History of Ceylon Tea

During the Ceylon coffee boom of 1867, a Scottish planter, James Taylor, now known as the “Father of Ceylon Tea” was entrusted with the task of assessing the commercial viability of planting tea, which is now considered the beginning of the tea industry in the country. His success was timely in that the coffee industry was devastated by a blight known as “Devastating Emily”.

On the back of the destruction of coffee, below are the significant events in history of Ceylon tea Sri Lanka.


Tea was first introduced to Sri Lanka in 1824.


Research into Tea Growing began in 1839 at Peradeniya.


He was responsible for creating the 1st “Ceylon Tea” labels


Plants from China were grown at the Royal Botanical Gardens at Peradeniya, Kandy


First commercial production commenced in 1867 by James Taylor – Father of Ceylon Tea


First small scale manufacture began in 1841 at Rothschild Estate.


Subsequently larger consignments were shipped to Mincing Lane for auctioning.


The 1st small packages of Ceylon Tea were exported to
England in August 1875.


First public auction in Ceylon was held in 1883.


20 acres (8 ha) was planted at Loolecondera Estate

Regions And Taste Profiles

The tea growing regions extends from the southern foothills to the mountain ridge in central Sri Lanka producing the best tea in Sri Lanka. The tea country is divided into 7 districts, each of which produces teas of distinct character due to its unique climate and terrain.

Nuwara Eliya

  • Best-known of Sri Lanka’s Tea-Growing regions.
  • Known as “Champagne of Ceylon Tea”
  • The most mountainous and highest elevation
  • The cool climes help produce teas of exquisite bouquet.
  • Liquors have a golden hue and a delicate fragrant flavour
  • Best drunk without milk
  • Ideal for iced tea.

Uda Pussellawa

  • Situated close to NuwaraEliya.
  • Although compared to its more illustrious neighbour it has a darker liquor with a pinkish hue.
  • Benefits from both seasons
  • Liquor is of medium body and subtle tangy character.
  • However, during the rainy season this area produces a darker liquor and a stronger cup.


  • Classified as High Grown tea.
  • Elevation can range between 4000 – 5000 feet.
  • The liquor has a golden orange hue with hints of citrus but is refreshingly mellow.
  • Peak season is from February to March.
  • This region has a variety of microclimates.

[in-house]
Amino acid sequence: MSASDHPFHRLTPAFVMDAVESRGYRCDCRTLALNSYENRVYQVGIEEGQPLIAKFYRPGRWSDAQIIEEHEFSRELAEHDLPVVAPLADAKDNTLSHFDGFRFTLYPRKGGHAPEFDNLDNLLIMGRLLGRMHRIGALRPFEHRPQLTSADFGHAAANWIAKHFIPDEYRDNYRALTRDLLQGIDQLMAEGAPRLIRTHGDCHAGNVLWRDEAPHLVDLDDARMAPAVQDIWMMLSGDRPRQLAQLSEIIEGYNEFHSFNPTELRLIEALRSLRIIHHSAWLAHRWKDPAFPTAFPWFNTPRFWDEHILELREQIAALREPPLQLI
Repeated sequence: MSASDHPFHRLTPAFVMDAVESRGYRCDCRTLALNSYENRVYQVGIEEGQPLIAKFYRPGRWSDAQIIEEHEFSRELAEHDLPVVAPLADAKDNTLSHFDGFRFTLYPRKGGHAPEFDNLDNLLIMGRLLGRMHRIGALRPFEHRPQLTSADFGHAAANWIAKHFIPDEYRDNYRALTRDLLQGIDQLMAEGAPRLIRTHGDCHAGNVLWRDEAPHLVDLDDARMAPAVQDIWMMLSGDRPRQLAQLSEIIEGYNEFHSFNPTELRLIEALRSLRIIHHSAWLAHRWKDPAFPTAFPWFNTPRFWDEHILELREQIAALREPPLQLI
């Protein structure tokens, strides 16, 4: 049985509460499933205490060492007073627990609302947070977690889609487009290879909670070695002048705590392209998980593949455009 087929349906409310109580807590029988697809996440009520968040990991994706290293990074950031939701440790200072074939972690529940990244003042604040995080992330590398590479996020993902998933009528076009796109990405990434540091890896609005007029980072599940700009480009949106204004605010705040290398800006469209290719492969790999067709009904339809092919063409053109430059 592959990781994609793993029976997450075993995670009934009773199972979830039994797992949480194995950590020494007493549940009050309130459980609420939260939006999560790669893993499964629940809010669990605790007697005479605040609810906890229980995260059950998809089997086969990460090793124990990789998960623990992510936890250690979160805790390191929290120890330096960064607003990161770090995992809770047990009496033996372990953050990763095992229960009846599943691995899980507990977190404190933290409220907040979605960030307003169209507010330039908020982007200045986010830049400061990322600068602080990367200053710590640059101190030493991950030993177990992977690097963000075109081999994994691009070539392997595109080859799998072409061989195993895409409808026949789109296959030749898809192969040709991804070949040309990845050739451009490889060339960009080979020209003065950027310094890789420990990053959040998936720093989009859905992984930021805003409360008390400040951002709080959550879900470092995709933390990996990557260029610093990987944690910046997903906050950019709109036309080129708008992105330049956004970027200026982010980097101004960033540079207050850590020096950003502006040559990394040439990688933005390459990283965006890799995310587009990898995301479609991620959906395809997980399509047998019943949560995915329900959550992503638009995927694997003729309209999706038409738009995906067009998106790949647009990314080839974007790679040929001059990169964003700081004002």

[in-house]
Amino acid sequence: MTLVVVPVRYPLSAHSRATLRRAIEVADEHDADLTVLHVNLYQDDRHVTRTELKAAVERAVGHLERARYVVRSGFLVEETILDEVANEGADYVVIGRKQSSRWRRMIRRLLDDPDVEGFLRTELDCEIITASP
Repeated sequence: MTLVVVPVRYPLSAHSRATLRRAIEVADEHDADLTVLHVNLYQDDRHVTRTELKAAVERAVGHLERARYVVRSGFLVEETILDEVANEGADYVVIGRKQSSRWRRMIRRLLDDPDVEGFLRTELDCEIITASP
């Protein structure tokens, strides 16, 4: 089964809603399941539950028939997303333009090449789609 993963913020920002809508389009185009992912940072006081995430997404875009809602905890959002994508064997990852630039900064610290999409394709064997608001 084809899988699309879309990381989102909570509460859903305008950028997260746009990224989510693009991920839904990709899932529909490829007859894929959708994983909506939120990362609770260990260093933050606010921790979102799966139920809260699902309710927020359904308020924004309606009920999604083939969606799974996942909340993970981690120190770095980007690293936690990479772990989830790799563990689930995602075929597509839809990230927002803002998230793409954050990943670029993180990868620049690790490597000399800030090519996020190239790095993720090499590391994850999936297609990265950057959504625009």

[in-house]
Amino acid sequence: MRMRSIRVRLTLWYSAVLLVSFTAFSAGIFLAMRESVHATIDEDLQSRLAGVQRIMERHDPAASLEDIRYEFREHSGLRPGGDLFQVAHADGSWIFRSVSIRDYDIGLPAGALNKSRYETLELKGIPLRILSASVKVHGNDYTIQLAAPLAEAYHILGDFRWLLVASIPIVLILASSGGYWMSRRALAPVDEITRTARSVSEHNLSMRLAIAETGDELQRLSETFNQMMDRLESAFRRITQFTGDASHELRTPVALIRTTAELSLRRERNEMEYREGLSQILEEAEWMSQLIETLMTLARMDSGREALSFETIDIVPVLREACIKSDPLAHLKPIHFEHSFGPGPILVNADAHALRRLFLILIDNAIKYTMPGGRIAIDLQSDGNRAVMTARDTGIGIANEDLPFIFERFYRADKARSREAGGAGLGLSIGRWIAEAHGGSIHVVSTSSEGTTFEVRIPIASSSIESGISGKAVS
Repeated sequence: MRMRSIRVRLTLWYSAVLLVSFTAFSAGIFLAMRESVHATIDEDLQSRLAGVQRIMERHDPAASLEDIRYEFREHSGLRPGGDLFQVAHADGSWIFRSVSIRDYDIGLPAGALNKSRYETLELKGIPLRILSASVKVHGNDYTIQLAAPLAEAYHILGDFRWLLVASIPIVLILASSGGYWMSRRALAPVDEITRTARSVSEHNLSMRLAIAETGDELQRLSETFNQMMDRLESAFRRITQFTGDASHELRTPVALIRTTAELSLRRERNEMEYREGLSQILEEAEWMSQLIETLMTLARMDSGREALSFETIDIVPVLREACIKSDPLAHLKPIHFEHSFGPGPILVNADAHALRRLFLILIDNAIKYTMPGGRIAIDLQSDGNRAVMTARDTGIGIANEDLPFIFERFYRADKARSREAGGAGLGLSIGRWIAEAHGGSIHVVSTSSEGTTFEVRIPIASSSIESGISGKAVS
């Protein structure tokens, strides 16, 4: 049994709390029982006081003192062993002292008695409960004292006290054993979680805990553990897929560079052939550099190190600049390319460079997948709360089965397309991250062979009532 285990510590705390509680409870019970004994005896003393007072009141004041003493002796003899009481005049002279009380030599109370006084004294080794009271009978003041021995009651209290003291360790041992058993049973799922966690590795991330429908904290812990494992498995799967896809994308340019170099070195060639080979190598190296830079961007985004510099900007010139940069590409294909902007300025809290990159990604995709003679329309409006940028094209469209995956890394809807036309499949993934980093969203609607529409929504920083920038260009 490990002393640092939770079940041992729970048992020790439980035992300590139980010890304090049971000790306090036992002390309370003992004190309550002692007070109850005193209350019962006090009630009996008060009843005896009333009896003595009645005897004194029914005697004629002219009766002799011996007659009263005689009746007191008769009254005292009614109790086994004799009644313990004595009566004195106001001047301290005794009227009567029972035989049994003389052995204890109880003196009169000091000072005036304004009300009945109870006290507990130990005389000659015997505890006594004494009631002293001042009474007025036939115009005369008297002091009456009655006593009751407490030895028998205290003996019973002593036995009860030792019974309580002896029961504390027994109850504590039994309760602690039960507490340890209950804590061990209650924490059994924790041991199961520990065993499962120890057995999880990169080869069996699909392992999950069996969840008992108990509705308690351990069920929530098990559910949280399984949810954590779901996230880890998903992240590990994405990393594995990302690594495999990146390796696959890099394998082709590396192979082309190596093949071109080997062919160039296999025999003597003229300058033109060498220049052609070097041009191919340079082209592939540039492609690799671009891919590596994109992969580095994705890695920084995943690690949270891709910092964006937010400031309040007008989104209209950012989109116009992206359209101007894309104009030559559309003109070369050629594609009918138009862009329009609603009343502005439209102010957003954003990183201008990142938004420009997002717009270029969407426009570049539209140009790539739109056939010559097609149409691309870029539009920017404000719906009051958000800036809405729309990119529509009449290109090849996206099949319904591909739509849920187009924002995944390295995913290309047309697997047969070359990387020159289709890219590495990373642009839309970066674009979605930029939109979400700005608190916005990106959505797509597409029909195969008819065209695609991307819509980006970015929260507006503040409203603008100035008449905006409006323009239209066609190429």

• According to the area and the type produced, tea could be drunk either with milk or a slice of lemon.


  • This remote district is exposed to the winds from both northeast and southwest monsoons.
  • Estates from the region produces an unmistakable character with a exotically aromatic flavour.
  • The best quality teas are produced during late July to end August.



  • Where the industry began
  • Categorised as Medium Grown Tea and grown at an elevation between 2000 – 4000 feet.
  • The liquors are strong and intensely full bodied.
  • Infusion is bright with a coppery tone.



  • Sri Lanka’s biggest district.
  • Teas are categorised as low grown.
  • Plantations are situated between sea level and 2000 feet.
  • Due to the intense sun, growth is both vigorous and lush.
  • The leaf size is larger than that of the high grown
  • The liquor is dark yellow-brown with a reddish tint and reasonable strength.
  • The aroma has a hint of sweet caramel.



  • Area extends from coastal plains to the Southern edge of Sinharaja Rain Forest.
  • Similar to Sabaragamuwa, teas grow rapidly.
  • Teas could be stronger compared to Sabaragamuwa and have a malty character, which is distinctively unique.

Grades In Sri Lanka

Journey from Leaf to Cup

Tea is one of the most enjoyed beverages worldwide. Steeped in history, every step from leaf to cup takes skill and dedication to produce the perfect cup.

The tea production in Sri Lanka is a lengthy process. Tea processing can be counted as one of the methods in which the tea leaves of camellia sinensis plant are dried and made ready for brewing. There are many different stages involved and each stage has been undertaken perfectly to preserve the flavour, quality and aroma of tea. Click here to explore the journey from tea bush to tea cup

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